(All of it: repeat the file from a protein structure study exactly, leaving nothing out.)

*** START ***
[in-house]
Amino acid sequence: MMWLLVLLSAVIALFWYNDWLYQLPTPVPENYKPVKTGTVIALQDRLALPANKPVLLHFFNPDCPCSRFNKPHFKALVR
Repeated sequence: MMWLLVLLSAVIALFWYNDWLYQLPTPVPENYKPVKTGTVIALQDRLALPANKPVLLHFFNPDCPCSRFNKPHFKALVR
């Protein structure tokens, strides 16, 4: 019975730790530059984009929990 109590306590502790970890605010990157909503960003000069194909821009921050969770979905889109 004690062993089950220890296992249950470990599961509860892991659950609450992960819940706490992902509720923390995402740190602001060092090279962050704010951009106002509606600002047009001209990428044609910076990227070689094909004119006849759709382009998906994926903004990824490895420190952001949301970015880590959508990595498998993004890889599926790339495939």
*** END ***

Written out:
[in-house]
Amino acid sequence: MMWLLVLLSAVIALFWYNDWLYQLPTPVPENYKPVKTGTVIALQDRLALPANKPVLLHFFNPDCPCSRFNKPHFKALVR
Repeated sequence: MMWLLVLLSAVIALFWYNDWLYQLPTPVPENYKPVKTGTVIALQDRLALPANKPVLLHFFNPDCPCSRFNKPHFKALVR
């Protein structure tokens, strides 16, 4: 019975730790530059984009929990 109590306590502790970890605010990157909503960003000069194909821009921050969770979905889109 004690062993089950220890296992249950470990599961509860892991659950609450992960819940706490992902509720923390995402740190602001060092090279962050704010951009106002509606600002047009001209990428044609910076990227070689094909004119006849759709382009998906994926903004990824490895420190952001949301970015880590959508990595498998993004890889599926790339495939």